It has been seventeen years since Odysseus left Ithaca to fight in the Trojan War, leaving his young bride Penelope and infant son Telemachus behind. The war lasted ten years but Odysseus has not returned. Penelope is left to fend for herself and her son and run the kingdom of Ithaca with help of her household of maids and advisors. Odysseus’s prolonged absence has fueled rumors of his death encouraging hordes of suitors to flock to Penelope’s door and unashamedly becoming a fixture in her home. She has to make up excuses to hold them at bay. In addition to tactfully handling the volatile situation with her suitors, she is also troubled by the presence of a queen being hunted by her vengeful children for murdering their father. Penelope's son Telemachus, intent on proving he is a worthy successor to his father, joins the militia movement that is training for fighting the raiders who target their island at regular intervals. In other words, a lot is going on in Ithaca and Penelope has her hands full.

The presence of the Greek goddesses, each wielding their power over their devotees and their subtle manipulations, not to mention their limited interactions with one another makes for an interesting read. The exchanges between Hera and Athena, in particular, are quite amusing. Hera, as a narrator, does not mince her words –be it on her opinions about her husband’s amorous exploits or her true feeling about her stepchildren, her observations on Penelope’s suitors or her biased opinions of the Grecian queens among whom Clytemnestra is her favorite. She also holds nothing back while voicing her own brutally honest opinions about some of the "heroes" and how poets and bards wax eloquent while singing praises of their exploits, often neglecting to mention the contributions of their female counterparts or the lesser known mortals who have played an important role in their success.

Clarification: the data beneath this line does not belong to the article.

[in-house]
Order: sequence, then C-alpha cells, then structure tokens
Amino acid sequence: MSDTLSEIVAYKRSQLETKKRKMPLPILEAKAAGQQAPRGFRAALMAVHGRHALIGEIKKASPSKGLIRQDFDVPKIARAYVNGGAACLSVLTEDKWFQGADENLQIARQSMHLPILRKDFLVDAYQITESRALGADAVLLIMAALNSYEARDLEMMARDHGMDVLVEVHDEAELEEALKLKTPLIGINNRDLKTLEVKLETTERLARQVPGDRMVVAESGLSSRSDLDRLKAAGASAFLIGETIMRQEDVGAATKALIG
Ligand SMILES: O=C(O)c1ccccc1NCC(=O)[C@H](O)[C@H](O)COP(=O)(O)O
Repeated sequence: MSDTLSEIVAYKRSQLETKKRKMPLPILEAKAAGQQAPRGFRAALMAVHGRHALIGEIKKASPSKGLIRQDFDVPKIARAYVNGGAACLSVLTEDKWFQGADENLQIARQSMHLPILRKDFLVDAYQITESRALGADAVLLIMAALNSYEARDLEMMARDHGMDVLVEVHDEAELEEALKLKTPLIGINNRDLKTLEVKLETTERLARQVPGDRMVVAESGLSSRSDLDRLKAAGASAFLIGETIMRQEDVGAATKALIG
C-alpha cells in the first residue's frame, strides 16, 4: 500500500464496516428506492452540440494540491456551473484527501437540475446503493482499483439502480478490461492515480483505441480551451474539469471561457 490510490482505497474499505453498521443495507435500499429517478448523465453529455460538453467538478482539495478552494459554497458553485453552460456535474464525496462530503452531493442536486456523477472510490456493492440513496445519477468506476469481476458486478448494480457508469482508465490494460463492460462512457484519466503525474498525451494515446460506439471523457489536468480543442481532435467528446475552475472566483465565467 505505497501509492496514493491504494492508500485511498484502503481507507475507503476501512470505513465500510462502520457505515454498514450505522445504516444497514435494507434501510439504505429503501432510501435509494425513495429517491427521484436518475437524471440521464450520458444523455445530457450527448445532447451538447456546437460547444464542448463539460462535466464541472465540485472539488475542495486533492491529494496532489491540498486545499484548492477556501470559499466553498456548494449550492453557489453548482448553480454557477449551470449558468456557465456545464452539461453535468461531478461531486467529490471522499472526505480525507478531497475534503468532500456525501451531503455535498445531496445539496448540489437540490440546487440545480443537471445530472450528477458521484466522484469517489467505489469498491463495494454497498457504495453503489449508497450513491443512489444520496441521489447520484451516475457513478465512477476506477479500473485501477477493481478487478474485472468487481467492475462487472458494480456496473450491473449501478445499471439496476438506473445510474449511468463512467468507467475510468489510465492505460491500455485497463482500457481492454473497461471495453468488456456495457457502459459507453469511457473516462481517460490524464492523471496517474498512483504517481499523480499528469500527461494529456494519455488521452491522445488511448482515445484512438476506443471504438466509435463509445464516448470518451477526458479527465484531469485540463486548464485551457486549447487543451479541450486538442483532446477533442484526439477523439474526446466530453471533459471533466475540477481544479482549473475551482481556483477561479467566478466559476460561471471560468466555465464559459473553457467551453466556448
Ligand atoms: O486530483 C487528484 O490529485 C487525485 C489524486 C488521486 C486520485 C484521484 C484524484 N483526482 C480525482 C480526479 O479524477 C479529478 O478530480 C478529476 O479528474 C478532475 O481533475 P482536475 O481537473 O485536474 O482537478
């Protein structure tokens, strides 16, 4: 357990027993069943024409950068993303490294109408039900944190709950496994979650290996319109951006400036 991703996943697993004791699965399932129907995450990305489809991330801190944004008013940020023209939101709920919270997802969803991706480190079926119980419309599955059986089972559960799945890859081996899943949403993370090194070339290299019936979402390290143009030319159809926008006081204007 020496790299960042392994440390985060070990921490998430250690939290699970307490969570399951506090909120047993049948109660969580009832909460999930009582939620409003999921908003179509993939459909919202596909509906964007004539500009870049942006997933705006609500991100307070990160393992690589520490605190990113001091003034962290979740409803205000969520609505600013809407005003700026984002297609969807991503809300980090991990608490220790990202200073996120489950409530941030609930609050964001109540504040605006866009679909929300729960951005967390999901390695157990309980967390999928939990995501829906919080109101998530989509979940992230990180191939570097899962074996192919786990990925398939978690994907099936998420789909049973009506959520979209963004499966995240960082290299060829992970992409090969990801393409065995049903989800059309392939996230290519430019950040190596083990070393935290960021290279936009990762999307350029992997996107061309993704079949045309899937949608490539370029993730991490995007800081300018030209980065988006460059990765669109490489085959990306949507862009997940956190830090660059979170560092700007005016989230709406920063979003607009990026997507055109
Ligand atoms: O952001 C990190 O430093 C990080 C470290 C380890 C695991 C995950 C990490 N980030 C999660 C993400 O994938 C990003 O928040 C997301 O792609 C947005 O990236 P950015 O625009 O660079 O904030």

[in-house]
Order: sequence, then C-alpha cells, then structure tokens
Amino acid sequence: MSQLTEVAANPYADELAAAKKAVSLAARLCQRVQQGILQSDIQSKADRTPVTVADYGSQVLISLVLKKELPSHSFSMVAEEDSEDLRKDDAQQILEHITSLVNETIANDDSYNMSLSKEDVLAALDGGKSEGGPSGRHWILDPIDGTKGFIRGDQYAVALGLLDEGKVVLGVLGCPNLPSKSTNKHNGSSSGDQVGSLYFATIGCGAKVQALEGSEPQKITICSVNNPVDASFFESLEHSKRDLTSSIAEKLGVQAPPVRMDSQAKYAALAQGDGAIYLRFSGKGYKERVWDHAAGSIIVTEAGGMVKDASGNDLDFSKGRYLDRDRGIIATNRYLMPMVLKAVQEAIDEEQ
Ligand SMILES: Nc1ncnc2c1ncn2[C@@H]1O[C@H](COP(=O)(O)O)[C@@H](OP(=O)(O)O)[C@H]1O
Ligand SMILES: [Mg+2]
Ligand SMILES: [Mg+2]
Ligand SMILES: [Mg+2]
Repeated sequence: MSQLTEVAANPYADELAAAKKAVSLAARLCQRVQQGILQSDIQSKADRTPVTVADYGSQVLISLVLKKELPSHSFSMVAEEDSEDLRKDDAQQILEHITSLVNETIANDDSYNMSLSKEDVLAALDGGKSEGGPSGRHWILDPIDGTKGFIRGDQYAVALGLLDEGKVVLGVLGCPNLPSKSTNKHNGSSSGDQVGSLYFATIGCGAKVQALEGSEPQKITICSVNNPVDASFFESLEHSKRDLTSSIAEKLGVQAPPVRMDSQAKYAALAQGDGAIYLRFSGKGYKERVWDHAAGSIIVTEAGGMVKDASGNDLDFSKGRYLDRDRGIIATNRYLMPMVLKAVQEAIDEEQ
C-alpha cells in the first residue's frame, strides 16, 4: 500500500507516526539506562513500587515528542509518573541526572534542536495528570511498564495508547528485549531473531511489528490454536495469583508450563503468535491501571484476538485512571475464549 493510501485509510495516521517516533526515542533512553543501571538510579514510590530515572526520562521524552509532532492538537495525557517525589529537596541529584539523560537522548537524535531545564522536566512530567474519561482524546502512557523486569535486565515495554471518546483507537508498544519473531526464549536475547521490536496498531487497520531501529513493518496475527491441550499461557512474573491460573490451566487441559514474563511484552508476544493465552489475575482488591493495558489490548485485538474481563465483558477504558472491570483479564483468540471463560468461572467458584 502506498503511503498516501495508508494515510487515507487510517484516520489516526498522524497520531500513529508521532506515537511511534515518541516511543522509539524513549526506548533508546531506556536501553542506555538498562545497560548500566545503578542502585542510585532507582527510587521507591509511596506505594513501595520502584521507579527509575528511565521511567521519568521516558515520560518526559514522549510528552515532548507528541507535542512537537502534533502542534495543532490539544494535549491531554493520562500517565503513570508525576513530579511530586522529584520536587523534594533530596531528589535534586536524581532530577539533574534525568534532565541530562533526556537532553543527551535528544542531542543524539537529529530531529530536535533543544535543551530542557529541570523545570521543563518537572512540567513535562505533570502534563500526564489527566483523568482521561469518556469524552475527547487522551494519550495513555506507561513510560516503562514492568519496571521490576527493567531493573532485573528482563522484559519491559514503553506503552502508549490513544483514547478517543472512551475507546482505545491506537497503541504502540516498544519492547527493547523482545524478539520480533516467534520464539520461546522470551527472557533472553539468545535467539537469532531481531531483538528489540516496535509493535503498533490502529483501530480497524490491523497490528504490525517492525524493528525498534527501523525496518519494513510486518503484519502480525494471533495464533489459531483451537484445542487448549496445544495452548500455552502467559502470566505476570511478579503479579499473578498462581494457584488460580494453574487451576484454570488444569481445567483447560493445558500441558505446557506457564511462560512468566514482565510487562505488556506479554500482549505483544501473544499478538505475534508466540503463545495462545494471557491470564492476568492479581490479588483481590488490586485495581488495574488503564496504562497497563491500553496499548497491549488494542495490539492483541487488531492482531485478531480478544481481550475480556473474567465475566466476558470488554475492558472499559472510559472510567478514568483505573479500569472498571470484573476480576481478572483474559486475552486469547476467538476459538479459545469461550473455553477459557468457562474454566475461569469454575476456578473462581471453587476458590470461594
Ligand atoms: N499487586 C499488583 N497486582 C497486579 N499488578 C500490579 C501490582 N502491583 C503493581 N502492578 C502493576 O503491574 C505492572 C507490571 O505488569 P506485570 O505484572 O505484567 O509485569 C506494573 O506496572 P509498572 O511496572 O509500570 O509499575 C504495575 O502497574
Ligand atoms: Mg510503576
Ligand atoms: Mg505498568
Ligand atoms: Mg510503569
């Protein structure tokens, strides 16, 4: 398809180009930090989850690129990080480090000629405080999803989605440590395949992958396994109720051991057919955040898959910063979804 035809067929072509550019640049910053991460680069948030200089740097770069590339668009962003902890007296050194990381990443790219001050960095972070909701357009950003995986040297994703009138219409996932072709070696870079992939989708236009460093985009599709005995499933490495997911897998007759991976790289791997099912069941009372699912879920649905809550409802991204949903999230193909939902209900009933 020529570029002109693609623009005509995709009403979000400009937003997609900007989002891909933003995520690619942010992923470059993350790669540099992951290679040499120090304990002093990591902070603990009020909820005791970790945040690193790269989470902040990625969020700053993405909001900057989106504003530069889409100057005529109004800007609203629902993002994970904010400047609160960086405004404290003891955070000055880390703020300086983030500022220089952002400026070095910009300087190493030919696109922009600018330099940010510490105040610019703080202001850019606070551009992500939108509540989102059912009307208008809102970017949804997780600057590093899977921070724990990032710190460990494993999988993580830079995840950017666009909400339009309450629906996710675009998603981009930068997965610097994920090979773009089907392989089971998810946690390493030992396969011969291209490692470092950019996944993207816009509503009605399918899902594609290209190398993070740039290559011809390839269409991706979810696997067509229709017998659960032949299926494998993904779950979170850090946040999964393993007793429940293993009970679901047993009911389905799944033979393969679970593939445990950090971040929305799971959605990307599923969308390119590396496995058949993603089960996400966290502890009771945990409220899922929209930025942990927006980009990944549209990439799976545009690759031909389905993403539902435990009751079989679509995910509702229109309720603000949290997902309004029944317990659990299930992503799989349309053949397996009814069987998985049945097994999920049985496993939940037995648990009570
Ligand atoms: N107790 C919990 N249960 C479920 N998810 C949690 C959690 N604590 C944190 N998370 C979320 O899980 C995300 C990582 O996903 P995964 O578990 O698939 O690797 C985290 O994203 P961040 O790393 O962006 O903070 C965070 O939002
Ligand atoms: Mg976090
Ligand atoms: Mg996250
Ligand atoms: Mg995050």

“I am the goddess of queens, wives and women; my tasks may be thankless, but I perform them nonetheless.”